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J Orthop Sci. 2014 Mar;19(2):250-256. doi: 10.1007/s00776-013-0498-7. Epub 2013 Nov 19.

Resistant metatarsus adductus: prospective randomized trial of casting versus orthosis.

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International Center for Limb Lengthening, The Rubin Institute for Advanced Orthopedics, Sinai Hospital of Baltimore, 2401 West Belvedere Avenue, Baltimore, MD 21215, USA. Electronic address:
Endoklinik Hamburg, Holstenstra├če 2, 22767 Hamburg, Germany.. Electronic address:



Metatarsus adductus is a common pediatric foot deformity related to intrauterine molding. It is usually a mild deformity that responds well to simple observation or minimal treatment with a home program of stretching. Resistant cases may need a more aggressive approach such as serial casting or special bracing to avoid the need for surgical intervention. We compared clinical outcomes using serial casting with orthoses for resistant metatarsus adductus.


We prospectively treated 27 infants (43 feet) between the ages 3 and 9 months who failed home stretching treatment. Patients were randomized to either serial plaster casting or Bebax orthoses. Footprints and simulated weight-bearing anteroposterior and lateral view radiographs were made at entry and follow-up.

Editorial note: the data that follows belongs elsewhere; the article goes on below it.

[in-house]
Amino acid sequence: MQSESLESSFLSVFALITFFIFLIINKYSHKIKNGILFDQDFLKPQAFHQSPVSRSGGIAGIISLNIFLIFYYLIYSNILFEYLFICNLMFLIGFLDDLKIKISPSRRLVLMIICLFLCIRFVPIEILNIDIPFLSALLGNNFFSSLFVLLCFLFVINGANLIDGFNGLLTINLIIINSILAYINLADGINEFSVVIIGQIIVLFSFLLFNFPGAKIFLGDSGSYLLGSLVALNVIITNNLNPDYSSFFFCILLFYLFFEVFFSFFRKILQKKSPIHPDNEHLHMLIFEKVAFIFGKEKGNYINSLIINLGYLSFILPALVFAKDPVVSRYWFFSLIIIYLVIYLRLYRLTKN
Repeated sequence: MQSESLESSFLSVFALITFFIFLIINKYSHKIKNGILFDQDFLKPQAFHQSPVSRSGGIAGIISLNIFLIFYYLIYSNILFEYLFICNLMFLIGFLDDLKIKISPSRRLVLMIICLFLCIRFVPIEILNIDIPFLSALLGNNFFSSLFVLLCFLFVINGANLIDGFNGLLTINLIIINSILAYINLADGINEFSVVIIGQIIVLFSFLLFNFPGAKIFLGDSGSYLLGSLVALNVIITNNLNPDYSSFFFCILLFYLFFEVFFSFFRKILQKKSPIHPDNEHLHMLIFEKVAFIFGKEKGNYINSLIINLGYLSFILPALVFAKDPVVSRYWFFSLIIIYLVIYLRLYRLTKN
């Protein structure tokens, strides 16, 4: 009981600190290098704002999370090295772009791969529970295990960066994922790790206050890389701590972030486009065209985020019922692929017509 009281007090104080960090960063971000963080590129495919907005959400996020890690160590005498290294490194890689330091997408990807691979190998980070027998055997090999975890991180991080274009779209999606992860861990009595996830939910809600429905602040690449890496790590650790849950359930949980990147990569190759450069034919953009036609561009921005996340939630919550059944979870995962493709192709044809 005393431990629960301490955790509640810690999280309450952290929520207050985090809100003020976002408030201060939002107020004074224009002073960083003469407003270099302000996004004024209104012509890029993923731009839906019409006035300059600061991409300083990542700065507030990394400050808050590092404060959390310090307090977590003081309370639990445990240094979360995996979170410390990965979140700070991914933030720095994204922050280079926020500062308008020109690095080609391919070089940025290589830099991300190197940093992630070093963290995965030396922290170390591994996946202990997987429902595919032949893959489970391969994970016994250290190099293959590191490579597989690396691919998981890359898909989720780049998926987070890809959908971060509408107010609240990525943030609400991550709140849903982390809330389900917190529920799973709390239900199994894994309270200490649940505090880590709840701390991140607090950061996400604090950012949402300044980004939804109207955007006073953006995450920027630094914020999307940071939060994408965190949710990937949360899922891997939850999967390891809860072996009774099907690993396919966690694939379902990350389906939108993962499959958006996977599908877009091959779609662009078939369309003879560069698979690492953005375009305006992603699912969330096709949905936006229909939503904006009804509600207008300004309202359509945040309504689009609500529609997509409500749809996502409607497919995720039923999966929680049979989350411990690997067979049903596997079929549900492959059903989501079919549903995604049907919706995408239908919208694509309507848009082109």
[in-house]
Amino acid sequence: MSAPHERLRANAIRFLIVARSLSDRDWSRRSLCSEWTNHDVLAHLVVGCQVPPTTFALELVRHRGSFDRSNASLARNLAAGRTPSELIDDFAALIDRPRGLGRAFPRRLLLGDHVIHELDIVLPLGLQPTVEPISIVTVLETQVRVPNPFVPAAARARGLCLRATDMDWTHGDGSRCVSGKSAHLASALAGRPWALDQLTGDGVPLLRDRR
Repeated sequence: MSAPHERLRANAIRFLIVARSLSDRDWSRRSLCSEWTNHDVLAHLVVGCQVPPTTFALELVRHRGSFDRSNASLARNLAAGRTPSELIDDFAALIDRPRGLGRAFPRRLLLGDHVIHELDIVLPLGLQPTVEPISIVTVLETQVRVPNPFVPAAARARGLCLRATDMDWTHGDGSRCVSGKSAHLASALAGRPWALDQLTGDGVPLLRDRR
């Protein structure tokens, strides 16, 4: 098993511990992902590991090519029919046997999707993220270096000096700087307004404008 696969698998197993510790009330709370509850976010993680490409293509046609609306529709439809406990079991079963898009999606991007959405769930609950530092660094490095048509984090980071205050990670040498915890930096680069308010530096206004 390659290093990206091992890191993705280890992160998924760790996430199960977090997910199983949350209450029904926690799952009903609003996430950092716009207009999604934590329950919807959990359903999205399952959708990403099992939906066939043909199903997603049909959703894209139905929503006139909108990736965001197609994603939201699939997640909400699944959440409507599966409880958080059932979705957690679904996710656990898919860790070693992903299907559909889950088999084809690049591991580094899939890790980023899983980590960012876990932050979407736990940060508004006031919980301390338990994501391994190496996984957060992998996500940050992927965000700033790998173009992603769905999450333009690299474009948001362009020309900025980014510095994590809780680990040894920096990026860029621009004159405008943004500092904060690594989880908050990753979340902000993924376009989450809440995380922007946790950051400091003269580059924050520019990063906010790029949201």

There was no statistical difference between casting and Bebax for the following parameters: age at study entry, length of treatment, number of clinic visits, follow-up, and follow-up maintenance treatments. Both groups showed improvement in footprint and radiographic measurements post-treatment, without worsening of heel valgus. The Bebax group had greater improvement in the footprint heel bisector measurement than the casting group. The Bebax treatment requires more active parental cooperation. A simulated cost analysis of materials and office visit charges, however, revealed that Bebax treatment was significantly less expensive, about half the cost of casting.


Because of the cost savings and virtually identical clinical results, we recommend the Bebax orthosis for resistant metatarsus in pre-walking infants with parents who are compliant. Other considerations include specific insurance plans, which may pay for casts but not orthoses.

[Indexed for MEDLINE]

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